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    FlavadaveFlavadave Posts: 749
    The London triathlon has definitely been my way into this fantastic sport.

    As people have pointed out, the marketing drew me in and I thought 'What the hell!' so signed up for the sprint last year. Then the date just seemed to far away so I signed up for a couple more that were sooner. Only then did I start to learn more about triathlon in general, searching online and buying magazines which is how I stumbled upon this forum.

    I have to say that the London Triathlon drew me in, but its this forum, and in particular the support and advice I've received since joining, that have turned me into what I can now call myself... A triathlete!

    I'm trying to reserve judgement at the moment on the London event itself, but I'll be racing a few friends and will have loads more watching so I imagine the experience will be great, plus its local for me too.

    Would I have started triathlons if not for the London Tri? Probably. But then again maybe not. Mass participation events can be soulless and seem to be money grabbing, but they do raise public interest and awareness. If they encourage a percentage of the population to enter then it can only be a good thing!
    Once people get the bug though they'll look for alternative events so I believe the smaller events benefit indirectly.

    So in short, yes a great way to get in but staying in is down to the individual.
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    IronABSIronABS Posts: 66
    I'm doing the OD this year, if i'm honest primarily because i can say i've done it, but also it's falls at a time that i can use it as a stepping block to my main race this year The Little Woody Half Iron Distance.

    However, the more i hear about the London Tri the more i'm dreading it. Not the racing, but the logistics. You see i'm based in Manchester, so i've had to book a hotel for Saturday and Sunday, on advise (from another forum) just outside London in Chelmsford, which i was told had good rail links. However, it seems that the only way to get to the event is by car, which will mean me driving down Saturday direct to the Excel to rack my bike, then off to Chelmsford to check into my hotel then drive back in on Sunday and out again after the race.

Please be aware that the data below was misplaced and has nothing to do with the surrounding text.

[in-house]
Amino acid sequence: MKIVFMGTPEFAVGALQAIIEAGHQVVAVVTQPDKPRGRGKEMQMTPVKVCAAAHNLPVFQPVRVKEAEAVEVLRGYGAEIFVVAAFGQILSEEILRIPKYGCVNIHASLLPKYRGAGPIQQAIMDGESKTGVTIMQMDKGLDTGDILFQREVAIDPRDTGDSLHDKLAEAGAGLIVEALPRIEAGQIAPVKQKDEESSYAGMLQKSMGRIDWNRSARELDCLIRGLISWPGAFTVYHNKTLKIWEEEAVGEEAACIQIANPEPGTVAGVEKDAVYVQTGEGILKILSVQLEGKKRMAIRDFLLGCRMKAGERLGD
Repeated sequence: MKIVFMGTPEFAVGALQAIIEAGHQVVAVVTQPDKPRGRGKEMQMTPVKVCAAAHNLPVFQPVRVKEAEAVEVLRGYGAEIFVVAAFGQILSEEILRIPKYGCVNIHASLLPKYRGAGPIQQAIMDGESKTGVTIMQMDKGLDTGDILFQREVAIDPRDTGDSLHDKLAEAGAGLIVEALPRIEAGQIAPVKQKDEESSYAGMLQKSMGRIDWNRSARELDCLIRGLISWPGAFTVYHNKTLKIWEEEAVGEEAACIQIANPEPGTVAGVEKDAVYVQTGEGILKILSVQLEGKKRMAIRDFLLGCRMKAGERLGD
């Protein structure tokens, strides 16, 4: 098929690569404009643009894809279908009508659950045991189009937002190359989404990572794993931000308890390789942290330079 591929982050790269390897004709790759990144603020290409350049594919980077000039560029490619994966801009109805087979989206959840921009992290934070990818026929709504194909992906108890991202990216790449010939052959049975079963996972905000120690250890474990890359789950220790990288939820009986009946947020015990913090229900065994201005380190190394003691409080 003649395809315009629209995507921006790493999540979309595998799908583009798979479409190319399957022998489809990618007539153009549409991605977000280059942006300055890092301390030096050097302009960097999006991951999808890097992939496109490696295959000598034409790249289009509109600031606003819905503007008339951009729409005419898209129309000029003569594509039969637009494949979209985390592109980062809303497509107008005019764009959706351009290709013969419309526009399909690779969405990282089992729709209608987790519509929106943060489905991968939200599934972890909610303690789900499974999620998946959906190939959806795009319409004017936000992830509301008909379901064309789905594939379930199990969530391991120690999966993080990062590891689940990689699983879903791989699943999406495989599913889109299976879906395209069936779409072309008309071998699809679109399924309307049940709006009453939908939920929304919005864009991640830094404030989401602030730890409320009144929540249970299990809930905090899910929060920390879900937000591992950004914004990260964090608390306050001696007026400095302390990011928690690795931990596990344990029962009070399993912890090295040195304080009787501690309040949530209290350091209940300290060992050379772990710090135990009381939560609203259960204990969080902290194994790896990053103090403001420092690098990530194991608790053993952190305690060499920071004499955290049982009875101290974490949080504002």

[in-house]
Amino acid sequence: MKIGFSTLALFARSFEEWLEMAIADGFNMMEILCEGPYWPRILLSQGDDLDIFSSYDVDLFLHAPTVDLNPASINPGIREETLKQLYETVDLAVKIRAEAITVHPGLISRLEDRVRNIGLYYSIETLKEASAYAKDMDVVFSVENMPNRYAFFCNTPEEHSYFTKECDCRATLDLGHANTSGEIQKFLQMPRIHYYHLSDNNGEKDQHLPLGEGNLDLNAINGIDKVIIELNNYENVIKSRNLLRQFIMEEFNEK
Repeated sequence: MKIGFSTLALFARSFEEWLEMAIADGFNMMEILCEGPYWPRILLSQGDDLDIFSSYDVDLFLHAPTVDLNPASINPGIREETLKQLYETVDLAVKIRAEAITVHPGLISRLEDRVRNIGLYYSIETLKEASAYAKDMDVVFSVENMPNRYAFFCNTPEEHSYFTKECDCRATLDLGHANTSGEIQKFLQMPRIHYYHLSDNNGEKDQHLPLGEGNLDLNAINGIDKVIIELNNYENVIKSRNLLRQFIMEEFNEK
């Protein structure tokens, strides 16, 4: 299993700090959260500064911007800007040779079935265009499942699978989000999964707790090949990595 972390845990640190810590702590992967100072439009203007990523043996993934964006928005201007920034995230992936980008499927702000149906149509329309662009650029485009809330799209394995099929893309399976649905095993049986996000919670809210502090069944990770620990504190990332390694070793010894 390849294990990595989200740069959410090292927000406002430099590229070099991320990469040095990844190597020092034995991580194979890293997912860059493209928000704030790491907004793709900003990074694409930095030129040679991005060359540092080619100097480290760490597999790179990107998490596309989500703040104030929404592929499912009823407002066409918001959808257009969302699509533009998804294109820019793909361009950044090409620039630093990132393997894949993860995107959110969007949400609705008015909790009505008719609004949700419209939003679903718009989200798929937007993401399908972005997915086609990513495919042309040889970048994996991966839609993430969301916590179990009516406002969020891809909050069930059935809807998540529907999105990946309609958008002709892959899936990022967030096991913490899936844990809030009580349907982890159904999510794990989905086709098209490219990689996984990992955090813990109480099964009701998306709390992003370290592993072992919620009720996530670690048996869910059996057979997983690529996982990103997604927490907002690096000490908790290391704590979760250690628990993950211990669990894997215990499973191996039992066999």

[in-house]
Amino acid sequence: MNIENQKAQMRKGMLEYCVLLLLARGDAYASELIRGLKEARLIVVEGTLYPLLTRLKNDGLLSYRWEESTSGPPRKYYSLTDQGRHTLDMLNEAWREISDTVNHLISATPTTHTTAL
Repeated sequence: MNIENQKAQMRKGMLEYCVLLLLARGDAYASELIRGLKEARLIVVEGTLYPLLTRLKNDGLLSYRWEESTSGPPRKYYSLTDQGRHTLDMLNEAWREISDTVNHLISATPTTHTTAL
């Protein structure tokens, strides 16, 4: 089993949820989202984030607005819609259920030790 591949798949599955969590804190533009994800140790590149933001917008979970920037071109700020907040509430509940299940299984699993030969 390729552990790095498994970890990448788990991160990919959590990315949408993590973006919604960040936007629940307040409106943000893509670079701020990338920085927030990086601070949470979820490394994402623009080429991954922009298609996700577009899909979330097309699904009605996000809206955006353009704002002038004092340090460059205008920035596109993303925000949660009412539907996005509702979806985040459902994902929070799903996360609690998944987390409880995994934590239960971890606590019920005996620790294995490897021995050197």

Not the best preperation...
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    brizzichickbrizzichick Posts: 166
    i did my first baby tri last year and loved it...a mate of mine decided he wanted to do London and I thought...hey why not so registered at the start of the year?! i'm only booked in to do the super sprint and kinda regret that now cause i've done a few sprints already....so which I was doing the sprint instead...

    was looking forward to doing this with a few mates but am slightly concerned from the comments on this forum that it's going to not soo fun....oh well...will give it a go and will probably not go back. Next year I need to be a bit more tacticle about which races I choose...I guess I'll chalk this down to experience and hopefully fun...

    i do prefer the smaller races...and I've also had my names called out whilst doing the thames turbo..it's a real encouragement boost!
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    TesseractTesseract Posts: 280
    I love London.

    This will be my third year, and I just think the buzz of so many people there, to do what we love, more than compensates for dull scenery. Hey, I don't stop to look at the scenery anyway!

    The swim is manky, but it's a good fast bike and run course.

    Getting there can be pain, and the travel/ hotel costs are the only thing making me think about whether I do it again. (this year's my third).

    In terms of the numbers, size of transition etc. that have been commented on, I've never found it a problem, and the organisation is superb. I've never had a problem in transition, but yes you can expect longer T-times as you've more distnace to cover. The crowds cheering you on are great too.